Darwin appears destined from the womb to love macaroni and cheese. But that doesn't mean he, like all kids, can't surprise us with preferences for more complex flavors. At lunch today, I mistakenly failed to offer him some of my latest batch of Nourished Kitchen's Hot Pink Jalapeno Garlic Kraut. He finally asked for some, and ate two servings! Kid showed me. Case two: Darwin's baby sister, who thinks sweet potato is some variety of Buttered Death, will tackle a spoon loaded up with this curry.

There is a definite down-the-rabbit-hole quality to feeding kids, and that's not a bad thing; it means it's worth taking risks. It means you're allowed, no, practically obligated to occasionally throw open the doors of the spice cabinet, and declare it Curry Night.

Next time you do, try this rich and beautifully-colored stew. Spiced but not spicy, it warms little bellies with tender chicken and vegetables, two hearty legumes, and more protein than you can shake a spoon at. Give it a go, even if someone in your house is likely to ask, "what's curry?" (Answer: family food from across the world!) Ladle it over brown rice with a dollop of plain yogurt and see who bites.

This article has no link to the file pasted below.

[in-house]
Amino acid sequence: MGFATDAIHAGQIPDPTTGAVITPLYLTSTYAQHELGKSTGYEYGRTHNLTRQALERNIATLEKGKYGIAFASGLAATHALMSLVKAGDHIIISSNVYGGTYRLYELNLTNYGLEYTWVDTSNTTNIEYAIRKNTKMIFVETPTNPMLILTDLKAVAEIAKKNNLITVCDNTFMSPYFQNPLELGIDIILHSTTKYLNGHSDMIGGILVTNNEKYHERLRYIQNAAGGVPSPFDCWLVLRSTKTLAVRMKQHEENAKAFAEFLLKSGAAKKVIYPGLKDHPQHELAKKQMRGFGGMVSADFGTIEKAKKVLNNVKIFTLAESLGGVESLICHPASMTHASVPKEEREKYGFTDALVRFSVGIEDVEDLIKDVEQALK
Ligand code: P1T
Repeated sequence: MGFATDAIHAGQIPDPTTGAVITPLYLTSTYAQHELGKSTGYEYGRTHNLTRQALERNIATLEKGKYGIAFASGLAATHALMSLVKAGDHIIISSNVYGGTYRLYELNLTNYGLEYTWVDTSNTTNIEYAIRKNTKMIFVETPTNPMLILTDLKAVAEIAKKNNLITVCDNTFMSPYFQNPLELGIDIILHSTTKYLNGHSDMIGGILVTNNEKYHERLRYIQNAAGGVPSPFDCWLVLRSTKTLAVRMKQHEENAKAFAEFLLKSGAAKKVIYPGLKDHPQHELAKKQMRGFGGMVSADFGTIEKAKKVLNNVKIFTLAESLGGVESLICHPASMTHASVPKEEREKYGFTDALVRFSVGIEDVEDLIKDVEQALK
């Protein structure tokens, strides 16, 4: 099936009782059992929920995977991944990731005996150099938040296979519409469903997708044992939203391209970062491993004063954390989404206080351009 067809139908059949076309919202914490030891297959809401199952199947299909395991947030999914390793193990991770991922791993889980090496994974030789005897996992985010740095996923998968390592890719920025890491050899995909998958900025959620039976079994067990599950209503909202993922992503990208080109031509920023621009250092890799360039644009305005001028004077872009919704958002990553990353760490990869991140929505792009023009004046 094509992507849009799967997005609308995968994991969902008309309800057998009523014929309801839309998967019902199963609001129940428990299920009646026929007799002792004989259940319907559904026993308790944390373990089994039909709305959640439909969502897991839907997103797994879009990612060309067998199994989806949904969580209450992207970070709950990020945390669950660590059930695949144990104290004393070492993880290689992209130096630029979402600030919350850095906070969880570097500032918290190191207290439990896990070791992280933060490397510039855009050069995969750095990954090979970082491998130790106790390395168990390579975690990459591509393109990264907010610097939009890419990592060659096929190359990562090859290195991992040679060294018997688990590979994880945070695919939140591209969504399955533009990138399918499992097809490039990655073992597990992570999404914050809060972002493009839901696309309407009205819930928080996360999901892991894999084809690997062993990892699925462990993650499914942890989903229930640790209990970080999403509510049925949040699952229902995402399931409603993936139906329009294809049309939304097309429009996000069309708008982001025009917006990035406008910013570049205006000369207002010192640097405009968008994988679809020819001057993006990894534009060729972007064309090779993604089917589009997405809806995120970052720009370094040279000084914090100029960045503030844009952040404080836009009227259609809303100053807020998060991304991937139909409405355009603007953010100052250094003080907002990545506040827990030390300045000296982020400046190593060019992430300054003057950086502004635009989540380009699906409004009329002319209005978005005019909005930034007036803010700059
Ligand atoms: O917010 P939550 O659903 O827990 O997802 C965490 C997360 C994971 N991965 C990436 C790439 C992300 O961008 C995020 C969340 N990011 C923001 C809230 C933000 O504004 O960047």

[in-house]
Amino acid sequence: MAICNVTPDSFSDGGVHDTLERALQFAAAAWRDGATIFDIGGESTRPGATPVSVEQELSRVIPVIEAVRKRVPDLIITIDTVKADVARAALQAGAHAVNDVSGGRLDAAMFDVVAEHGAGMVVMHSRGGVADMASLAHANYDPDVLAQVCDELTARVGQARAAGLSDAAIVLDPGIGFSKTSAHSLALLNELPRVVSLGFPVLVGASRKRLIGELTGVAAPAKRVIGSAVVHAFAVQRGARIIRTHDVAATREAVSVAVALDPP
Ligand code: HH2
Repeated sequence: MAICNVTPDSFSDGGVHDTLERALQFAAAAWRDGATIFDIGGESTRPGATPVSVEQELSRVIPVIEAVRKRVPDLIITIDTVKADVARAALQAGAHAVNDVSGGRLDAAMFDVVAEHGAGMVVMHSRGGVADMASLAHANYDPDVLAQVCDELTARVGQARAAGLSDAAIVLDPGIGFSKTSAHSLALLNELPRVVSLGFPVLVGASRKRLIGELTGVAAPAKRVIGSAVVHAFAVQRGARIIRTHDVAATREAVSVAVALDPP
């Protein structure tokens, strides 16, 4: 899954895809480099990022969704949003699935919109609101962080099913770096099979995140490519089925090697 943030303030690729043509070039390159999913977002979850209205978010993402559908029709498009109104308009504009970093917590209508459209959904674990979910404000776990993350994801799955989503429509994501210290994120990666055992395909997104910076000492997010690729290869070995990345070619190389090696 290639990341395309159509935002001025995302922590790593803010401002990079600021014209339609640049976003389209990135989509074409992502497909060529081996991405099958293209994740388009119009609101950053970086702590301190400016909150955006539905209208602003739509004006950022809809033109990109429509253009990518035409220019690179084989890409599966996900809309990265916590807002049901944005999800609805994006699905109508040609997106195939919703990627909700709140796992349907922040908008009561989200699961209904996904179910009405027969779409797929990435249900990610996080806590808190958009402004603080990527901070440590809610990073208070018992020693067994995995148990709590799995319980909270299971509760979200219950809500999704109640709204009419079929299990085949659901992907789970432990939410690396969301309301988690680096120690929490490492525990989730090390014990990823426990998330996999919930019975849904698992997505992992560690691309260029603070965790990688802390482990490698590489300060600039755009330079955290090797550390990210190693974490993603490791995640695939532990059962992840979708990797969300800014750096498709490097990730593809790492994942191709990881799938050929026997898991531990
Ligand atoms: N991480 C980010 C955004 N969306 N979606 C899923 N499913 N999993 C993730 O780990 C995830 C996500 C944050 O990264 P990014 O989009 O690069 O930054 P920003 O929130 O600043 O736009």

Kid Curry with Chicken and Red Lentils
Serves 4-6

1 cup dry red lentils, rinsed and drained
1.5 cups cooked chickpeas (or one can chickpeas, drained and rinsed)
1 cup cooked shredded chicken
1 small sweet onion
2 carrots, peeled and chopped small
1 cup cauliflower, chopped small
1 clove garlic, minced
1/2 tsp. freshly-grated ginger
3 Tbls. tomato paste
1 tsp. ground coriander seed
1/2 tsp. ground cumin seeds
1/2 tsp. turmeric powder
1 tsp. salt
2 Tbls. extra virgin olive oil
juice from 1/2 a lemon
whole plain yogurt, for garnish
cooked brown rice for serving (optional)

In a heavy, 5-quart pot over medium heat, fry onions, carrots, and cauliflower in olive oil until softening and translucent, about ten minutes.

Add garlic, ginger, and dry spices, and fry one minute longer.

Add red lentils, chicken, chickpeas, tomato paste, and salt, plus 3.5 cups water.

Bring to a boil, then reduce heat to low. Simmer, stirring occasionally, until lentils are completely softened and the stew has thickened, about 20 minutes.

Remove curry from the heat, and stir in fresh lemon juice.

Ladle over brown rice (if using) and top each serving with a dollop of yogurt.